Each song on Troubled Paradise sounds different. Why did you decide to put so many contrasting songs on it?

The theme of the album starts with this brash and intense party section, which eventually turns into madness. The past two years of my life have been me partying and going crazy, experiencing a breakup, and feelings all these emotions after it. The very end, which hopefully will lead in my next album, is about finding the love you’ve been waiting for. The whole album is about me being bitter, sad, or ghosted by boys, just wanting to party and be self-destructive, use drugs and fight with people. In the end, I find a happy place where I found love and where I am ready to move on to the next chapter.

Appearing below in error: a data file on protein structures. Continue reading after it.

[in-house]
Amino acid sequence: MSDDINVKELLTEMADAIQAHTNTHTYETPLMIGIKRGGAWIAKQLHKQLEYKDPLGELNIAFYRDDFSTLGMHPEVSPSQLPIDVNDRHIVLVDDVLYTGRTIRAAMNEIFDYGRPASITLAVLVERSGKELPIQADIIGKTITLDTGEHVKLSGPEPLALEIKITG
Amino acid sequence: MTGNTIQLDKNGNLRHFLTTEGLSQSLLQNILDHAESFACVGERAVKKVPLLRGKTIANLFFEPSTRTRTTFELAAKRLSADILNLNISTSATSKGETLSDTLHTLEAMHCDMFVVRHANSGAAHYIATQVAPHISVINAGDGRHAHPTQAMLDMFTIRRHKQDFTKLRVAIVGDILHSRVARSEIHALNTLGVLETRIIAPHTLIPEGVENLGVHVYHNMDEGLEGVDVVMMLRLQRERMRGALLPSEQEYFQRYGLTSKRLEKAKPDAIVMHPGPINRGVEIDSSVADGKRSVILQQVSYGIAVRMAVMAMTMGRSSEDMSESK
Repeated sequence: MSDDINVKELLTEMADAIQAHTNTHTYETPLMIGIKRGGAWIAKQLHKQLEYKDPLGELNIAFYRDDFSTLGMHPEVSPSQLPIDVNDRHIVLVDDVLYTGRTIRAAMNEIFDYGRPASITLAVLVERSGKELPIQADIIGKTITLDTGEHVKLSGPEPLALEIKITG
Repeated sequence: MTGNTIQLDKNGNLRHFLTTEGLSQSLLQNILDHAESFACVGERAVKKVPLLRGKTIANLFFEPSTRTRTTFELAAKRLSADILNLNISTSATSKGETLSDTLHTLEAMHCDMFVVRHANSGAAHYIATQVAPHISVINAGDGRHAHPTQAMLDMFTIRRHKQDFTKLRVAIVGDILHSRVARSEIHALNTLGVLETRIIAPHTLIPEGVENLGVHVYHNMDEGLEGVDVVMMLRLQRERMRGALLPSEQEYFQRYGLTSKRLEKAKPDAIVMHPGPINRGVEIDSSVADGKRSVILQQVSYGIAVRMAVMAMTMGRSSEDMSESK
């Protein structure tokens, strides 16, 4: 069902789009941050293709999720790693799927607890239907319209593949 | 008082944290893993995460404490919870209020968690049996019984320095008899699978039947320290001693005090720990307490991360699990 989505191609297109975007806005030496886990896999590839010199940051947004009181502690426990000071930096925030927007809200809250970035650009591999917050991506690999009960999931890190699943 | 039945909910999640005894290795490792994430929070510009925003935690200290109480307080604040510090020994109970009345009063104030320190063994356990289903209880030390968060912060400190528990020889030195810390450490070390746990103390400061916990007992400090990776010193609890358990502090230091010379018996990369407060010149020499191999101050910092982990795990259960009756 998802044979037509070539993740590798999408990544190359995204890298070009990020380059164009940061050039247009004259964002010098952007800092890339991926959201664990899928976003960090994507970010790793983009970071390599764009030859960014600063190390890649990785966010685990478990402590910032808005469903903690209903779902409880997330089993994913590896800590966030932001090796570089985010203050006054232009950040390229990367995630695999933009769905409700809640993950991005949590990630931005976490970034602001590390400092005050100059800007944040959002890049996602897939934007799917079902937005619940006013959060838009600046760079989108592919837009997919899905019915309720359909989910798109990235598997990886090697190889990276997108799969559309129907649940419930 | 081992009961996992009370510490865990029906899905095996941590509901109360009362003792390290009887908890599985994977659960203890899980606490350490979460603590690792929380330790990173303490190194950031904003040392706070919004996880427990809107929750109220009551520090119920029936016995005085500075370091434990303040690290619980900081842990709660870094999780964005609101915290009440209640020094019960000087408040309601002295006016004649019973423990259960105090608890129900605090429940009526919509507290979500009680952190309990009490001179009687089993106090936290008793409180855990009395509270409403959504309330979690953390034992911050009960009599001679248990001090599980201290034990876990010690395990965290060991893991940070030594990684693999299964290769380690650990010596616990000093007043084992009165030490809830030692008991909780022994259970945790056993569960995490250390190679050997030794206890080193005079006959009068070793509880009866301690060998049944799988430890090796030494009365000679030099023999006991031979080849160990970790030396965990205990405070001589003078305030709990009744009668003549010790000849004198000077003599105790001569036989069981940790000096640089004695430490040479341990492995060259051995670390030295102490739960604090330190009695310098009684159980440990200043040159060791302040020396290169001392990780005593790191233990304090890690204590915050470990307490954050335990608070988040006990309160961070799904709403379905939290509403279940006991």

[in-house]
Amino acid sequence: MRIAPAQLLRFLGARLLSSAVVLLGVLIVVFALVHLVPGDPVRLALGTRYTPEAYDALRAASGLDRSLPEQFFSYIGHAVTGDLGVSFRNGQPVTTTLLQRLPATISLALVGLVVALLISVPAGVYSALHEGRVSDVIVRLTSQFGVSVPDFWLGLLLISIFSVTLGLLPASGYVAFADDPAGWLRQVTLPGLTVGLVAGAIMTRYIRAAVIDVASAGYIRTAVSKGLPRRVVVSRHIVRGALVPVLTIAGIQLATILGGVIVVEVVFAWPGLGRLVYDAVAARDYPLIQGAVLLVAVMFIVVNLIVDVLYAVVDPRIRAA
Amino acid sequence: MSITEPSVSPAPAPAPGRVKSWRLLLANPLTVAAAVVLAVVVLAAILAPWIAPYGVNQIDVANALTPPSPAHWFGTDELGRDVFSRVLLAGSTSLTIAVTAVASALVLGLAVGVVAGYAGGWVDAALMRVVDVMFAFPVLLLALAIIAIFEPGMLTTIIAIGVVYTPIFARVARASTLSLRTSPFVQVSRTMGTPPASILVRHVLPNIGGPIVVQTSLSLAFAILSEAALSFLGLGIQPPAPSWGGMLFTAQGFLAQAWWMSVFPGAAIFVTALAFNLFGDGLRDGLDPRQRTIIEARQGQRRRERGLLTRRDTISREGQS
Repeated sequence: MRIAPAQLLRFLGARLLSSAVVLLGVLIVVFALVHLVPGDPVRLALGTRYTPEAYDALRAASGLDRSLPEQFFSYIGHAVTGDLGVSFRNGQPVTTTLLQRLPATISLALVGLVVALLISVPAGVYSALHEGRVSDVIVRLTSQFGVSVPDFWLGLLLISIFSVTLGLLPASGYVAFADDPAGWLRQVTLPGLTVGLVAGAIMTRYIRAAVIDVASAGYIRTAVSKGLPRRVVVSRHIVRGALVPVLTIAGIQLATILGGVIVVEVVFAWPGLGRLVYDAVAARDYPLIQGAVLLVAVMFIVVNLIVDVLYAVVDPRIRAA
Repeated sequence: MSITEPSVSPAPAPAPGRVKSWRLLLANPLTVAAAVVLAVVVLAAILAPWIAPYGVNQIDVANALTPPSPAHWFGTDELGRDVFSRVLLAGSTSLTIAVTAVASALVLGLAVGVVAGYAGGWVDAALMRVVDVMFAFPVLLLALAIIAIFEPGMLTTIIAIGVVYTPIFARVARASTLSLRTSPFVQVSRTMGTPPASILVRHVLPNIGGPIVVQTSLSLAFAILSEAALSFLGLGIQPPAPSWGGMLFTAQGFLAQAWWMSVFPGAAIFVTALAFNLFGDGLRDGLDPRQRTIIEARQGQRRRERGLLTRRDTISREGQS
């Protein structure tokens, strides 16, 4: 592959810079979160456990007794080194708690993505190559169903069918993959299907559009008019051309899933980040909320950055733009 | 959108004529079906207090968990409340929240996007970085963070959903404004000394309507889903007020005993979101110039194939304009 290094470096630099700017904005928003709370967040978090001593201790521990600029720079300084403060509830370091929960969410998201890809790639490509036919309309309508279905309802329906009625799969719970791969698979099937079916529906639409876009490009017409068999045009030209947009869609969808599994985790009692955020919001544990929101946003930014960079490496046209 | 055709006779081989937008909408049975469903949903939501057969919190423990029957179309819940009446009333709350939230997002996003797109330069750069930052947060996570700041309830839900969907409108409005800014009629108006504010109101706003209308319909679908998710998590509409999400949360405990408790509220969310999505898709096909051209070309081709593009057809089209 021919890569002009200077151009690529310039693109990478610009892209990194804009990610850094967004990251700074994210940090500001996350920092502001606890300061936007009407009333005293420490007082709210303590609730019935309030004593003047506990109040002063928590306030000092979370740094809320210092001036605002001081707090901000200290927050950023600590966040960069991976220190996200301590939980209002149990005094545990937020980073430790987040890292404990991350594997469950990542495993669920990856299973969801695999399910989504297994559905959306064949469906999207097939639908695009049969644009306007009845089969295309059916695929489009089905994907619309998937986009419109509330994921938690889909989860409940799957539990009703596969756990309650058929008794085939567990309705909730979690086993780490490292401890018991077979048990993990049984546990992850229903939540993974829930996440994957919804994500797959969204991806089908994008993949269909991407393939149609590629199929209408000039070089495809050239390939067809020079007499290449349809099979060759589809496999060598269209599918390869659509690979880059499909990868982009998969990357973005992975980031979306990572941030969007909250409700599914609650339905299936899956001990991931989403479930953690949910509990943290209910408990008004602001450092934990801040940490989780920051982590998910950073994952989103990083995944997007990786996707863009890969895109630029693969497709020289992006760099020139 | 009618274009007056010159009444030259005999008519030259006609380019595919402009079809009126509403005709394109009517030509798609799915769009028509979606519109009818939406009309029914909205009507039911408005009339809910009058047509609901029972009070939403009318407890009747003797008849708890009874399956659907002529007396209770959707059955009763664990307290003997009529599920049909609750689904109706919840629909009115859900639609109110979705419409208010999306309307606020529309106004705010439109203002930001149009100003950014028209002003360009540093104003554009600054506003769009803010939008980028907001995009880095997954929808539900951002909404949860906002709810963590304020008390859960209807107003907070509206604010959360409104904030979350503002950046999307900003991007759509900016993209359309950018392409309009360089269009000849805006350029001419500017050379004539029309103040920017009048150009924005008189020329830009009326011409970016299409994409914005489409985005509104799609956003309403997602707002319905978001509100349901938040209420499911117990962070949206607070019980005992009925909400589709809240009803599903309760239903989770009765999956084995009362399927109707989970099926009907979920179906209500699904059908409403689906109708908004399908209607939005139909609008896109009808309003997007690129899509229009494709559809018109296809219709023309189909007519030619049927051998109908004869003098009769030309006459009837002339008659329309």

The opposites come from me and my mood swings. I’m either in a super good or a super bad mood. My personality really shines through on this album just by having these extreme ends. It starts with the song “Self Destruct”, the loudest and angriest track I’ve ever made, and ends with the sweet lovesong ballad I didn’t even know I had in me.

The music video for “Troubled Paradise” is showcasing your new confidence. How would you describe the overall aesthetics of this era?